In theory, I am not alone in stammering, a condition which affects over 70 million people worldwide. It comes in the form of blockages, repeating words and prolonging sounds. To counter this, I rush words. I avoid words. I dread introductions. It is difficult to shake off the lingering shame of being unable to say a word that defines your identity. 

After 12 years of having a stammer, I have heard lots about awareness and techniques, but little about the isolation that accompanies having a stammer; it isolates you from a crowd because you don't know how to introduce yourself; it isolates you from others because it is a sign of difference; the isolation of not knowing anybody who struggles with the same thing.

I have become a hyper-speed thesaurus. Almost every type of interaction is rehearsed endlessly beforehand. I am acutely aware of holding up the other person when I stammer, which in turns makes me feel like a barrier as they choose to finish my sentence for me. While some may appreciate somebody stepping in to help, finishing somebody's sentences because you don't want to have your time wasted is a failure of empathy. Nobody should have to think of themselves as an obstacle or irritation for a condition they cannot help.

Stammering is often situational, amplified by pre-existing fears and the reactions of listeners. There is an unspoken societal need to be 'fluent' - it's in interviews, framed as being able to communicate clearly and fluently. I can see why a stammer crushes ambitions, with it being a condition widely attributed to weakness. Stammering is still a heavily misunderstood and somewhat stigmatised condition, often used in films to evoke cruel laughs.

Seeing Joe Biden as President fills me with pride to see somebody who can both understand and emphasise with the difficulties of communicating in a position of power. Nevertheless, I still find it difficult to see him congratulated for "finding his voice", as though he didn't already have one. As a person of colour with a stammer, it was somewhat empowering to see Amanda Gorman, who struggled with a speech impediment, not a stammer, recite her poem. Knowing nobody else who stammers, especially a person of colour, always felt particularly isolating.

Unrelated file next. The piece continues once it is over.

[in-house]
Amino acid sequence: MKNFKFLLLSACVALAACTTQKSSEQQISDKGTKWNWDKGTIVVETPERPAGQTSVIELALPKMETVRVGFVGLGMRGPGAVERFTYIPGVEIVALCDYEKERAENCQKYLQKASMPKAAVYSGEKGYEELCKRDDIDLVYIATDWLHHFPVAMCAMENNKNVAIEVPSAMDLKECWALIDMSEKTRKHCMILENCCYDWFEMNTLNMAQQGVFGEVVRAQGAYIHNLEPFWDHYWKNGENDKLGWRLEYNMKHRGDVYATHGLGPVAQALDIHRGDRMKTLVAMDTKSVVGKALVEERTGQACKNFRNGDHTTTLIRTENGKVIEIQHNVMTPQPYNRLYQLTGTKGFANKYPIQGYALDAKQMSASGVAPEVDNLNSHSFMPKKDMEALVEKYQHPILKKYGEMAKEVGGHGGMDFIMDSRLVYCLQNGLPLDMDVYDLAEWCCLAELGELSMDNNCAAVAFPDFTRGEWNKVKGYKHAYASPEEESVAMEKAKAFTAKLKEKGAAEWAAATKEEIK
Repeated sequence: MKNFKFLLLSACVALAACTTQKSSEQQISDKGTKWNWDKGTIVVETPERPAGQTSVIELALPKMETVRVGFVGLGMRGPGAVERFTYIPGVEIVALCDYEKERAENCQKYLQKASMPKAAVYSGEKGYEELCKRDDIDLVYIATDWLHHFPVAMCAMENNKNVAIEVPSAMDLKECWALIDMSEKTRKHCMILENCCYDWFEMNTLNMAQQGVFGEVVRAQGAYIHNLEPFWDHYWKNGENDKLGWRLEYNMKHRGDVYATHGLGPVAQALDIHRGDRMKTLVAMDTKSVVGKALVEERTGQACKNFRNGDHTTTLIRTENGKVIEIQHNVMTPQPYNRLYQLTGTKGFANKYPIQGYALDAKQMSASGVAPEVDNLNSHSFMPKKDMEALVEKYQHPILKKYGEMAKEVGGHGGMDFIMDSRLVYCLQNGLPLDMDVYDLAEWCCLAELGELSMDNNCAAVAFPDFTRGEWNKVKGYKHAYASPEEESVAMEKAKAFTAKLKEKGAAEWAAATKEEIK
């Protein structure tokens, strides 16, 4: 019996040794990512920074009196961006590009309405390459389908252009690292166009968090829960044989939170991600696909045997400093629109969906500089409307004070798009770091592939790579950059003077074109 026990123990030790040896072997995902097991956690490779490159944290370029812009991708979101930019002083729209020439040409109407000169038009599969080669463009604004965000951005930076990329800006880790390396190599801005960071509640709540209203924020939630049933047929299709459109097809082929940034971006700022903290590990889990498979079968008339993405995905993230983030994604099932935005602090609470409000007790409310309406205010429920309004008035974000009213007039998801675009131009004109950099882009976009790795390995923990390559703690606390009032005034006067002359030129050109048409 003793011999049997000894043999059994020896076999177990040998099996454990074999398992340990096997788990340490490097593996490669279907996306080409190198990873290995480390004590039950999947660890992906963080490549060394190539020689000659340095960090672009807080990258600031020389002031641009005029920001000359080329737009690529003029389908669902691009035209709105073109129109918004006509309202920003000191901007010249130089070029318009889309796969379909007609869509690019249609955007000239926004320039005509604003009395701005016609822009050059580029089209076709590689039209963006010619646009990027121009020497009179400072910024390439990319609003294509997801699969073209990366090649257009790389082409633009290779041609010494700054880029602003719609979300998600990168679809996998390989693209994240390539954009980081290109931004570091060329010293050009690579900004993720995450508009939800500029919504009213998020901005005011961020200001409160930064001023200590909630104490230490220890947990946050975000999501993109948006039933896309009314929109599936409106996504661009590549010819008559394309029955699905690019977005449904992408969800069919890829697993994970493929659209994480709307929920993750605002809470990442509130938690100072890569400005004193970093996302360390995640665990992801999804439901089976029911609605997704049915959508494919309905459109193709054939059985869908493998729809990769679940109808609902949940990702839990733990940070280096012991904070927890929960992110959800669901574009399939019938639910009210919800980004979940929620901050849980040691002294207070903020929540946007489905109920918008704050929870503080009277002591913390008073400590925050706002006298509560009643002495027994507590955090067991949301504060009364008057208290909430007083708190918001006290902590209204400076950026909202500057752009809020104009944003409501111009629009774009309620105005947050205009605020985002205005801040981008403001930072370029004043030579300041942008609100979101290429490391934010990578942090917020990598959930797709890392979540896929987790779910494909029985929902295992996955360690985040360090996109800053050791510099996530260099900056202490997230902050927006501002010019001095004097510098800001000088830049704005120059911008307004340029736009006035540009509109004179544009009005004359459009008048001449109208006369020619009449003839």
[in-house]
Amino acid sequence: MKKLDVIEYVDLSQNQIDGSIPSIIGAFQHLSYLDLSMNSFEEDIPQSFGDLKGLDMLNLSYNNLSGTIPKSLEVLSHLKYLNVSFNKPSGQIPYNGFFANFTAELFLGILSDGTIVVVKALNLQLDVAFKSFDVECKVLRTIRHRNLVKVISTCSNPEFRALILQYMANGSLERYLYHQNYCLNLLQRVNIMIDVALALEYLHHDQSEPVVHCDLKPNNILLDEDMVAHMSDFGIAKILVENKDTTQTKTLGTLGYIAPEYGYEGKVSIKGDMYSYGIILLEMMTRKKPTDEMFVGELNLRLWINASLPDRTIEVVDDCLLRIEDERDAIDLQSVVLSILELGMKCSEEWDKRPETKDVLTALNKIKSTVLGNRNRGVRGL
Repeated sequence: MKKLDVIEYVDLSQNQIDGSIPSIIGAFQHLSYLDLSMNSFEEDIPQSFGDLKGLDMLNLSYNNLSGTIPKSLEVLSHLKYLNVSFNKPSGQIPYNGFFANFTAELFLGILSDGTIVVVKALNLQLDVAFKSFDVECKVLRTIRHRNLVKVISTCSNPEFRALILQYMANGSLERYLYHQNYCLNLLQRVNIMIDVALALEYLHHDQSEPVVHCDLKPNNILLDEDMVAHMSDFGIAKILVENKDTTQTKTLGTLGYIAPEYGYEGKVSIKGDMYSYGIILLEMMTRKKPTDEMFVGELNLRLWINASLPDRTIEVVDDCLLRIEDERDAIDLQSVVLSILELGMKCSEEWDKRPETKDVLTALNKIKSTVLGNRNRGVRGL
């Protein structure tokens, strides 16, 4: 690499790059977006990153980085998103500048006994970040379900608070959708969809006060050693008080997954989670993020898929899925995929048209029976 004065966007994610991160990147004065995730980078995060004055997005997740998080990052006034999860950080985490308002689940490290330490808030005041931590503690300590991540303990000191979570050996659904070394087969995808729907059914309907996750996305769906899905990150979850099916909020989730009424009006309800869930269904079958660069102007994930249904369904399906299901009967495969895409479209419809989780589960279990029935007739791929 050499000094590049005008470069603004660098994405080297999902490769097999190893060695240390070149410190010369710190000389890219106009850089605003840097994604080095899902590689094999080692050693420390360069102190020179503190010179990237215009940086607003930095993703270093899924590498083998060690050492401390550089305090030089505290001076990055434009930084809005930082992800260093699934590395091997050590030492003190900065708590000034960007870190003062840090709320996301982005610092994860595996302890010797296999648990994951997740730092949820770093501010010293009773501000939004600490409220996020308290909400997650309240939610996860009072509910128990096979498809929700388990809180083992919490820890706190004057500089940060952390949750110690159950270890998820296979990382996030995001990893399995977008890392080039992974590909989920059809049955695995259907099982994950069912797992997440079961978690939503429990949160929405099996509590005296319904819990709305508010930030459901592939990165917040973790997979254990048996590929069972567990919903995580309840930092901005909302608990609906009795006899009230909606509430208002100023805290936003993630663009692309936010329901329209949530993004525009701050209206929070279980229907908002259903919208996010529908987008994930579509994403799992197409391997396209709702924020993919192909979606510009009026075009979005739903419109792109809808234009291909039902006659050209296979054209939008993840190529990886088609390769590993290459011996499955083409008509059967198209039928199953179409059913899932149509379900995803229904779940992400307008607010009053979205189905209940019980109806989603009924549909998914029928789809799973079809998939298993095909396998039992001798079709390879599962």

A stammer is continually framed as a "defect", something we "suffer" from when in reality, we "suffer" more from the reactions and attitudes of others on a daily basis than the stammer itself. It is difficult for people to place themselves in the position of someone who has spent years trying to talk, to be listened to, only to have sentences cut short and people snigger as you order a coffee. I could copyright the amount of times I've been told to "take a deep breath... and think about what you're going to say, before you say it". Trust me, I know exactly what I want to say. I find myself somewhat irritated by the number of people who are under the impression that watching the King's Speech or Educating Yorkshire makes them a fully qualified speech therapist. It doesn't. 

The uncomfortable reality is that many stammers don't align with the traditional narrative of 'suffer' stammer in childhood, have therapy, which is often very expensive, and overcome stammer. There is no shame in not overcoming a stammer. There is strength in dealing with it every day. 

I am tired of being told that it is something I can 'overcome', which implies it is something akin to an illness, something that can be beaten. It is something I have learned to manage, every single day. Some days are better than others. Times where it is easier, times where I've either slept a little more or am generally calmer. 

There are still triggers. Telephone conversations. Zoom. Fatigue. Stress. Pandemic life, it would seem. Previously, I relied on eye contact during conversations to maintain some fluency - seeing people helps - but now there is nobody to see. There is Zoom, but looking at myself stammering does not do wonders for both my stammer and my self-esteem. 

When what's normal for you is seen as a weakness, it takes courage to be who you are. I am slowly learning to cultivate an attitude of indifference, to find respite through writing. Having a stammer is a daily struggle, but it isn't a weakness.

Kimi Chaddah (she/her) is a politics, philosophy and economics student at Durham university and a freelance writer. She frequently writes on politics, mental health, education and identity. Follow Kimi on Twitter.